CAPITOL HILL —
The U.S. Senate defeated a resolution disapproving an arms sale to Saudi Arabia after hours of contentious floor debate that aired sharp criticism of Riyadh and revealed rifts among lawmakers about America's relationship with its longtime Middle Eastern ally.
Wednesday's 71-to-27 vote to set aside the resolution all but assured that the $1.15 billion arms sale of Abrams tanks and other equipment can go forward without congressional interference.
A bipartisan group of senators opposed the transaction based on Saudi actions in neighboring Yemen and the kingdom's backing of a fundamentalist version of Islam.
Democrat Chris Murphy of Connecticut said that with U.S. backing, Saudi Arabia has targeted Yemeni civilian populations in a bombing campaign against Houthi rebels.
FILE - A Saudi soldier aims his weapon toward the Yemen border in Jizan, Saudi Arabia, April 20, 2015.
"We've begged them to stop bombing civilians, and yet in a 72-hour period earlier this summer, the Saudi-led coalition bombed another Doctors Without Borders facility, a school, and the principal's house next door," Murphy said.
"It [the resolution] is about whether we will be complicit in a war in Yemen," said Republican Senator Rand Paul of Kentucky. "There are said to be 3,000 innocent people who have died in Yemen from Saudi bombs.
"When 100 people die at a wedding in Yemen, what do you think happens to those families? Do you think they have a warm fuzzy feeling for Saudi Arabia and the United States?" Paul added.
‘No evidence’ of Yemen targets
Resolution opponents said the measure is misguided.
"We've been selling ground combat equipment to Saudi Arabia for decades," said Majority Leader Mitch McConnell, a Kentucky Republican. "There is no evidence, none, that the Saudis have used the Abrams tank and ground combat [equipment] within Yemen. These systems have been used along the Saudi border to defend against Houthi incursions."
Another Republican, John McCain of Arizona, put the question in geo-strategic terms.
FILE - A Houthi Shiite fighter stands guard as people search for survivors under the rubble of houses destroyed by Saudi airstrikes near Sanaa Airport, Yemen, March 26, 2015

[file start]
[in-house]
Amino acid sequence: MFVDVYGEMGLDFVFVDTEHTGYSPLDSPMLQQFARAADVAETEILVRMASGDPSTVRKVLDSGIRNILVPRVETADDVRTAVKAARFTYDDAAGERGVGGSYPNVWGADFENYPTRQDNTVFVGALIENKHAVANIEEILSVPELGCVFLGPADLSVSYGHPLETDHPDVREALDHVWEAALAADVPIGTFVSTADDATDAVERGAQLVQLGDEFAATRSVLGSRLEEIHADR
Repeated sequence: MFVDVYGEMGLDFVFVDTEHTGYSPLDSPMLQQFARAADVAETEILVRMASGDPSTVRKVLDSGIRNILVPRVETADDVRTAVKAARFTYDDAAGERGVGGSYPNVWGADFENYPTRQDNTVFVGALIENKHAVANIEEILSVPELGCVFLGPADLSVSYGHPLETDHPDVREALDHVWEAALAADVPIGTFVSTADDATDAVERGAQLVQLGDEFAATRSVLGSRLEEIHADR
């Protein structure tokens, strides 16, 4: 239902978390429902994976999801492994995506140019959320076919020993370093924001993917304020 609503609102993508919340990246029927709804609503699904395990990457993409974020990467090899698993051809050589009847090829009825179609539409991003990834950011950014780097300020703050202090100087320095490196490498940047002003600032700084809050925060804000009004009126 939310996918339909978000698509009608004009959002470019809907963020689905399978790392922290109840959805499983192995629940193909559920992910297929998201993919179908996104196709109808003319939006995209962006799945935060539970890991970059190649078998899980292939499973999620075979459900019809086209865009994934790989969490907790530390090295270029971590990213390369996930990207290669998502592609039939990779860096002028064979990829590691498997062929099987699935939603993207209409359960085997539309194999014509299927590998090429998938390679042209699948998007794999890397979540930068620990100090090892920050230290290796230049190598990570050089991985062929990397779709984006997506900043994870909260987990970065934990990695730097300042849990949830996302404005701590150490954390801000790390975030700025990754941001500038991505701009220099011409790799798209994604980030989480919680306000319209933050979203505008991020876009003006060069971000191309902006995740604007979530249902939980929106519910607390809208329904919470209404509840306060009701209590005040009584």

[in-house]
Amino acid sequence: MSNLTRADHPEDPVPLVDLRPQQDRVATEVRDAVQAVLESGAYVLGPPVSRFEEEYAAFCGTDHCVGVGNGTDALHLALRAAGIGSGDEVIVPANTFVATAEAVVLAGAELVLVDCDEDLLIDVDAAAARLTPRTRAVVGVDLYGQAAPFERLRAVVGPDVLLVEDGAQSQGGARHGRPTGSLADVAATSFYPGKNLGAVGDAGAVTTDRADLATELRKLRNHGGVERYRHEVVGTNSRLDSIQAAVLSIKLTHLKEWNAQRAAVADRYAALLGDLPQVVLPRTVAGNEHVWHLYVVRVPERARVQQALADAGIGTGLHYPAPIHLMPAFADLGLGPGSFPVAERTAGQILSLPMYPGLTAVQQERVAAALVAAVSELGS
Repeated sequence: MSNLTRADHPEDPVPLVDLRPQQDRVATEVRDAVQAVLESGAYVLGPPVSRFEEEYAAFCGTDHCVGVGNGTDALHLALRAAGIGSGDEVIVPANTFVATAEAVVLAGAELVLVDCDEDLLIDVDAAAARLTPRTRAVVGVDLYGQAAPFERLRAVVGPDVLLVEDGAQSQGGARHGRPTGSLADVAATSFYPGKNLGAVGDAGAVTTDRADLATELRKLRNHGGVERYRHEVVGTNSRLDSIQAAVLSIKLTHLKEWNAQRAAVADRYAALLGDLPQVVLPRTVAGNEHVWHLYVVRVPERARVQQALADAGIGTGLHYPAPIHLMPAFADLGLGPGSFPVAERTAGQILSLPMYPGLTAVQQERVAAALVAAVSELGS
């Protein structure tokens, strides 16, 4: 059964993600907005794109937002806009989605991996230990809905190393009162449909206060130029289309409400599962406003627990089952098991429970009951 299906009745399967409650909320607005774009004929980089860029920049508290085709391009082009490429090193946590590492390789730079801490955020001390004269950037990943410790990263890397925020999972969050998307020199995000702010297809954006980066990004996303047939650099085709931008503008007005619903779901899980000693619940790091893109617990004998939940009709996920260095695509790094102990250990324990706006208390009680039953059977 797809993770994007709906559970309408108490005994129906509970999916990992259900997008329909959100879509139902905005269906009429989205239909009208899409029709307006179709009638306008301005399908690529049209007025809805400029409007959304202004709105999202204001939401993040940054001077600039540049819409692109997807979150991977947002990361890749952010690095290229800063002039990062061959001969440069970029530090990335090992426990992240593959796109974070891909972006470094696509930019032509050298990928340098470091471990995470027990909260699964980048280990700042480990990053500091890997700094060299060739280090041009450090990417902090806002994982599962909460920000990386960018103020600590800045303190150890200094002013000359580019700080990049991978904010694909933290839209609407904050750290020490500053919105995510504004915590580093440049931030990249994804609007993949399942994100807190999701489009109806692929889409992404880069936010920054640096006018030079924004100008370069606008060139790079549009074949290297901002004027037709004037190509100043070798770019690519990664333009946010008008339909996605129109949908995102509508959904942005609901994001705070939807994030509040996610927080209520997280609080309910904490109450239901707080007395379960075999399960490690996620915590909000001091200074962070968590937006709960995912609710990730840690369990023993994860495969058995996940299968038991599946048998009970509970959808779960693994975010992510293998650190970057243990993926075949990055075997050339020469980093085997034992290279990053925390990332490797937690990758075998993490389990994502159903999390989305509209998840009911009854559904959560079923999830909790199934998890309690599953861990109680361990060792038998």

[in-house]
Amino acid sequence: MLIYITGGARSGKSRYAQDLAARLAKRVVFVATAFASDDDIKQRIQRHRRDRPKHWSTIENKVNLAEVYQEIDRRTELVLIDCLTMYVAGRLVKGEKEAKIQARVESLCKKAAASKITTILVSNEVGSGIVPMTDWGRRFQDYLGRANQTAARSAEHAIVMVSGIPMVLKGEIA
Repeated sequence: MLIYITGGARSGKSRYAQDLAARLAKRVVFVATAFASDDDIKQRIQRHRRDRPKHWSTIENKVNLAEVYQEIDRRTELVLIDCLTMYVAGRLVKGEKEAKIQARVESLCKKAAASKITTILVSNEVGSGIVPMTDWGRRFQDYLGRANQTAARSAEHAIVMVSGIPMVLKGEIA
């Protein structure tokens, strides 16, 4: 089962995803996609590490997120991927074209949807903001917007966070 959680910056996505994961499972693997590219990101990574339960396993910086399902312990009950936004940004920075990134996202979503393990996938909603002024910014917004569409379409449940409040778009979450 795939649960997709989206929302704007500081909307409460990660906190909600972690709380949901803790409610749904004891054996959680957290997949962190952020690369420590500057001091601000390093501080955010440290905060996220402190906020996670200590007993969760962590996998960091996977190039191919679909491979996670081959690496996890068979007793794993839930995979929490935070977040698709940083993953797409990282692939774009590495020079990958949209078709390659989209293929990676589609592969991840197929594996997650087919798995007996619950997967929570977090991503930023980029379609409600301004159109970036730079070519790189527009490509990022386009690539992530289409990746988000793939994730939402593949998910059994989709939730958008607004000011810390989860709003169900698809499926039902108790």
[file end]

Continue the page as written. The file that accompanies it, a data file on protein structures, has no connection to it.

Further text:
"Let's be clear what the arms sale is all about. It's about giving a nation that's under attack by Iranian-sponsored militia the arms that it needs to defend its people and its territory," McCain said. "Blocking this sale of tanks will be interpreted by our Gulf partners — not just Saudi Arabia — as another sign that the United States of America is abandoning our commitment to the region."
Links to extremism
Beyond human rights concerns, Murphy argued the United States should signal its disapproval of Saudi Arabia's backing of Wahhabism beyond its borders.
"If we remain silent on the primary progenitor of this brand of Islam that feeds into extremism, how can you say you are serious about strangling ISIL when the textbooks that are produced inside Saudi Arabia are the very same textbooks that are handed out to recruit suicide bombers?" Murphy asked, using an acronym for Islamic State.
Issue of alliances
Whatever Saudi Arabia's faults, its defenders in the Senate stressed that the kingdom is a critical ally in a turbulent region.
"If you want to send a signal to the Ayatollah [in Iran] that America is out of the fight and we are no longer a reliable ally, stop helping Saudi Arabia and the Gulf Arab states that have been helping us, as imperfect as they may be," said Republican Lindsey Graham of South Carolina.
"Voting against this arms sale is not going to end — it's not going to even permanently damage — our relationship with Saudi Arabia," Murphy countered. "We are allies; we'll continue to be allies."
Proponents of the arms sale noted that the weapons are being purchased entirely with Saudi funds, not U.S. aid, and that Riyadh could buy similar weapons from other nations if the sale were blocked.
The arms sale is not the only issue that has Saudi Arabia under a microscope on Capitol Hill. Earlier this year, Congress passed a bill allowing foreign sponsors of terrorist attacks on U.S. soil to be sued in American courts.
Although the bill specifies no nation, it is widely seen as an effort to end Saudi Arabia's immunity from lawsuits pertaining to the terrorist attacks of Sept. 11, 2001.
The White House said President Barack Obama intends to veto the legislation, which likely would trigger votes to override in both houses of the Republican-led Congress.